Scholar eat scholar

A spread from Fillipo Vadi’s Book on the Art of Fighting with Swords, c. 1482-1487

I know a reasonable number of the UK early medievalists at my rough level—Leeds is good for that. And I get on well with a number of them, might call them my friends and so forth. But inevitably we wind up applying for a lot of the same jobs, and we have to accept that if we wish to carry on dealing with each other.

It’s not usually quite as cruel as just recently, however. A job for which I was never in the running saw one of my closer contacts interviewed, and they came second. Unfortunately they came second to another contact of mine, and at the moment we three, with some others, have an ongoing project which I hope will become a book at some point. Assuming that they can continue to get on or we can get round it…

But the person who came second place has no contract in a few months’ time; the person who came first was in a job already and had two more years left on the contract. Now they won’t be finishing the research project on the basis of which they were hired, and meanwhile the unlucky second has no job because the first reckoned they could do better than the one they had.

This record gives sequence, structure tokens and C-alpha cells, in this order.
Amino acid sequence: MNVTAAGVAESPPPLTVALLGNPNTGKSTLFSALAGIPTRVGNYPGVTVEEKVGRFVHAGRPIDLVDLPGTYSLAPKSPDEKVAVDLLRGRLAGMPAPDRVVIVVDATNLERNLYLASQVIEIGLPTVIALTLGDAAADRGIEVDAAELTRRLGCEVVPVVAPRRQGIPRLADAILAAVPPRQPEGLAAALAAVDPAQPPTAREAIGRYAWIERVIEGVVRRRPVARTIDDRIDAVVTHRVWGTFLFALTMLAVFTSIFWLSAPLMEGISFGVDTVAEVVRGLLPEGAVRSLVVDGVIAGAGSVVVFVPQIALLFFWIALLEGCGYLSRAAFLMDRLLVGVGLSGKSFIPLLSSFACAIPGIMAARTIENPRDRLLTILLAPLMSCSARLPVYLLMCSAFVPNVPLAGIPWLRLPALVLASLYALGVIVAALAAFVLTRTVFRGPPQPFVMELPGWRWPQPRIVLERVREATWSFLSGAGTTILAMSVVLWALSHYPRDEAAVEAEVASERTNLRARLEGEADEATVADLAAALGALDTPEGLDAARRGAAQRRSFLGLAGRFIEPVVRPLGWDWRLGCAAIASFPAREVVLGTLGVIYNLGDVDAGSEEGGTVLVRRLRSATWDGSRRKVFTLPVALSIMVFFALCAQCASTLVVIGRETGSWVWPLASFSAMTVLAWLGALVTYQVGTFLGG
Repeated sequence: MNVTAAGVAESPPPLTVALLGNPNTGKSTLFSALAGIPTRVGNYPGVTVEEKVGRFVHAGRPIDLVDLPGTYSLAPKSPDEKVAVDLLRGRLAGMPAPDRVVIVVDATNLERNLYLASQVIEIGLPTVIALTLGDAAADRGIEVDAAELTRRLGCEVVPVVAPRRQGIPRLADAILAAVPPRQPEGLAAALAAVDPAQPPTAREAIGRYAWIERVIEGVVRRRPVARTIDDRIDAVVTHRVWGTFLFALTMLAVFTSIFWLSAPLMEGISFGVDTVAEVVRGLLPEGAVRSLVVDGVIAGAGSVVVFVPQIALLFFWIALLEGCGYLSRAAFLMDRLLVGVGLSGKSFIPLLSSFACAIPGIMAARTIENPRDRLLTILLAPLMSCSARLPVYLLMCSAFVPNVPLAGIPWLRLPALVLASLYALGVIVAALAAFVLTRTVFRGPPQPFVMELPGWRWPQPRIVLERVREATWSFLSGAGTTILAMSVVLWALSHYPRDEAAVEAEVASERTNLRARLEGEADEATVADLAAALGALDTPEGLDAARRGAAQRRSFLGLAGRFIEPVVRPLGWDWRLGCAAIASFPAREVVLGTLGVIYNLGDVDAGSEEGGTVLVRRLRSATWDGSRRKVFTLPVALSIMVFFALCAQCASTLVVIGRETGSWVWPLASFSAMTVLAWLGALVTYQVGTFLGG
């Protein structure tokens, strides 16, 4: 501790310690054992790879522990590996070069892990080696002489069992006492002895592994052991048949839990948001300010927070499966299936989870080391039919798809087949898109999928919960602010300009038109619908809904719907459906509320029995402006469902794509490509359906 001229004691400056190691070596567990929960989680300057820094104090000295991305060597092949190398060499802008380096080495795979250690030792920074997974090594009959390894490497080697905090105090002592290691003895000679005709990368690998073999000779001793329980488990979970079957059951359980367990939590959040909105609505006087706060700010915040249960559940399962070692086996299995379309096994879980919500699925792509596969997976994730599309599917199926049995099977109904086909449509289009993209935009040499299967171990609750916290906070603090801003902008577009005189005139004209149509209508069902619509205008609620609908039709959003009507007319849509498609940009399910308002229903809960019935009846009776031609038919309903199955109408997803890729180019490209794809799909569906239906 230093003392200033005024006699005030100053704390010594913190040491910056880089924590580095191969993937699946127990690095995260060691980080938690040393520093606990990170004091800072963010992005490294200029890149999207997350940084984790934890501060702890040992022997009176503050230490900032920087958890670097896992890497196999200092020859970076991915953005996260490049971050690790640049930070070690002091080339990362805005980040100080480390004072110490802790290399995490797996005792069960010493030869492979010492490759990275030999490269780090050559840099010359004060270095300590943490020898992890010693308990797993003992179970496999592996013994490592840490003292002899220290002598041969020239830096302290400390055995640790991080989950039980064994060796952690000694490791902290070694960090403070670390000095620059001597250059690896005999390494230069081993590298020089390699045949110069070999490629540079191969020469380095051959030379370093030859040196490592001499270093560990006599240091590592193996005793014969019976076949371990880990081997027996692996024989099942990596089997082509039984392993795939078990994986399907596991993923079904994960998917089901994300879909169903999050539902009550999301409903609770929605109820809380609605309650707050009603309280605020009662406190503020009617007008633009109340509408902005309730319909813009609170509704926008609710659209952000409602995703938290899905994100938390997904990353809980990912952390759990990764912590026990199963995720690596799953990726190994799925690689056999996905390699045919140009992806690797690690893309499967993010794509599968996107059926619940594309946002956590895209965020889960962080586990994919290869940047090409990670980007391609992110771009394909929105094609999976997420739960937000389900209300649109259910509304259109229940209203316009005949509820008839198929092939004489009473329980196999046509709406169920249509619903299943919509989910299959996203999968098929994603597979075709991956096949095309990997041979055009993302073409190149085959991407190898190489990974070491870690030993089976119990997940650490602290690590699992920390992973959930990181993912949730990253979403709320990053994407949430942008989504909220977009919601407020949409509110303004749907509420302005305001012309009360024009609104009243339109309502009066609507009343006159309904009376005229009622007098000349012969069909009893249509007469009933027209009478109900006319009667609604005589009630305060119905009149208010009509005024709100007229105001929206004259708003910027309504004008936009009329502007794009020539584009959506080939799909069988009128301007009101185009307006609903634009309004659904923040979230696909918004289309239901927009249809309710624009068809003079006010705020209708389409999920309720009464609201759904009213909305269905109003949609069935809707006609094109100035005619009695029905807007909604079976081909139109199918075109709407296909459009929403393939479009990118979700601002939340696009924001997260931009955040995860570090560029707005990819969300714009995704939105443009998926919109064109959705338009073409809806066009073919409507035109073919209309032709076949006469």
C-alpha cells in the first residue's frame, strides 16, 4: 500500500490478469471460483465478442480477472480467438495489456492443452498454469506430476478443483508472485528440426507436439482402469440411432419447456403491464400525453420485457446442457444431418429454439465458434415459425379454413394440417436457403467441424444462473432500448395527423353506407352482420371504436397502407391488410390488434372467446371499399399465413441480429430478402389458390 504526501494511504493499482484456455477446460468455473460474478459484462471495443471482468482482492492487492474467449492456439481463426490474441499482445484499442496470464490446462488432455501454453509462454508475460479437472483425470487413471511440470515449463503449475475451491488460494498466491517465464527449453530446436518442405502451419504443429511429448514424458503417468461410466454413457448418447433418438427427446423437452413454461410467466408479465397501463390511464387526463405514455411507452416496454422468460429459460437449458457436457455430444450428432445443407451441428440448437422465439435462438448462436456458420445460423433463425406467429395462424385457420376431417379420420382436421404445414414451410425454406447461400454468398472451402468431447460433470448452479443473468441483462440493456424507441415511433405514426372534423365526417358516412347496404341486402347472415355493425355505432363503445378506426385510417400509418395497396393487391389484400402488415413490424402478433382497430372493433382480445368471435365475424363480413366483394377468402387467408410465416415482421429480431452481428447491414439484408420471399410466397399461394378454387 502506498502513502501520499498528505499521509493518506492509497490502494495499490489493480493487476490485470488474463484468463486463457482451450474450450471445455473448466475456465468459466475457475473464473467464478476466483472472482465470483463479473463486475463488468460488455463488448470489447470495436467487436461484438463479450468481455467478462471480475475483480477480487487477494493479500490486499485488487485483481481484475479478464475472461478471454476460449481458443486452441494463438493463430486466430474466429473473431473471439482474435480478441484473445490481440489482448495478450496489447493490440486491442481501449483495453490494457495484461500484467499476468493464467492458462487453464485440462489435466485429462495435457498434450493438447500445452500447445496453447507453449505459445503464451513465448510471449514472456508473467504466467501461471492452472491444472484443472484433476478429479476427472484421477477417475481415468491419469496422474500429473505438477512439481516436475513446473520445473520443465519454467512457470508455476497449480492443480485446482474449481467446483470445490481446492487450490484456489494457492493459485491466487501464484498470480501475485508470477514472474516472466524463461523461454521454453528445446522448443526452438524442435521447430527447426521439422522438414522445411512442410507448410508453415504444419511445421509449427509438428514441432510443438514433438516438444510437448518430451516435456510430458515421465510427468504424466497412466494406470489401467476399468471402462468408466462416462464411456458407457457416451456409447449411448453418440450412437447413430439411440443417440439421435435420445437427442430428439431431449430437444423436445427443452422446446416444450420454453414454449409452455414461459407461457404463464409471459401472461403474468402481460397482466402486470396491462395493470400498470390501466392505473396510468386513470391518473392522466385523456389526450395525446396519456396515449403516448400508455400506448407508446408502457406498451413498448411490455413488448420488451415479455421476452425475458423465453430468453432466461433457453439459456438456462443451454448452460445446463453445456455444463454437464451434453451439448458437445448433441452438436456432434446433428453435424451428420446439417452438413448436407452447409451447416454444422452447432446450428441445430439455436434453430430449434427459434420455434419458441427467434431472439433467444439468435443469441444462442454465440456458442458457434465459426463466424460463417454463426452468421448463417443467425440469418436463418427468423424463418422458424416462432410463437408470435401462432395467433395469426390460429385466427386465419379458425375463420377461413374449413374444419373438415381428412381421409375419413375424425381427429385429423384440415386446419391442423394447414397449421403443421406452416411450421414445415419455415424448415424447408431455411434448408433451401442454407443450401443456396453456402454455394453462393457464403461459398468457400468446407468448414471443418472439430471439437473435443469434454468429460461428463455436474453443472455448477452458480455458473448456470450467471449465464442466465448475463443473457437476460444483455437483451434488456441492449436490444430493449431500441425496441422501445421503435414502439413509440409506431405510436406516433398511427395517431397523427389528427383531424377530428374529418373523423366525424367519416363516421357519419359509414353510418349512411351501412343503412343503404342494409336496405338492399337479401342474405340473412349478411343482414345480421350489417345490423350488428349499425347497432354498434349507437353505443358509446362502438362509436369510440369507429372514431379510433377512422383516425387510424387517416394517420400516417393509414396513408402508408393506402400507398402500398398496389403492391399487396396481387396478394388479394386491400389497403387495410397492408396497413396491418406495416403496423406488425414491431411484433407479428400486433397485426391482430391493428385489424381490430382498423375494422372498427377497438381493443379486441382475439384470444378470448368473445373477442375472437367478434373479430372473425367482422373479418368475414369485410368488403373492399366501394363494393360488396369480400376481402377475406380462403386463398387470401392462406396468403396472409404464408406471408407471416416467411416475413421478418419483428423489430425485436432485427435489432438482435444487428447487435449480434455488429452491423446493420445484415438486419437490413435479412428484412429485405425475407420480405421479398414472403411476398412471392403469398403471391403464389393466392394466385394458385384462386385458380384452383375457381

I suppose we all have stories like this, but I’m sure that’s not how it should be.


3 responses to “Scholar eat scholar

  1. I can’t say that it’s any better in the US. In fact, it’s about the same. I know a lot of colleagues in about the same position as me and, when I was on the market, I was competing with a lot of them for the same positions. I tried desperately to ignore the fact that there were others out there interviewing, but at a place like Leeds or Kalamazoo the next year, I’d always see someone’s nametag and think “That should’ve been my job!” It’s an awful process. Too few jobs. Too many good people out there.

  2. Yes, definitely: the horrible irony in this case was simply that actually, there were enough jobs, but for ambition. Except, I suppose, for the other interviewees…

  3. Ahhhh … so there is something good about having sabotaged one’s own career. One doesn’t feel as guilty when one’s friends get jobs! Seriously, it does suck, but I get the feeling that friends do help to look out for each other. Also, now that I’ve served on my first search committee? I know better that ‘fit’ really does count. Not that that helps.

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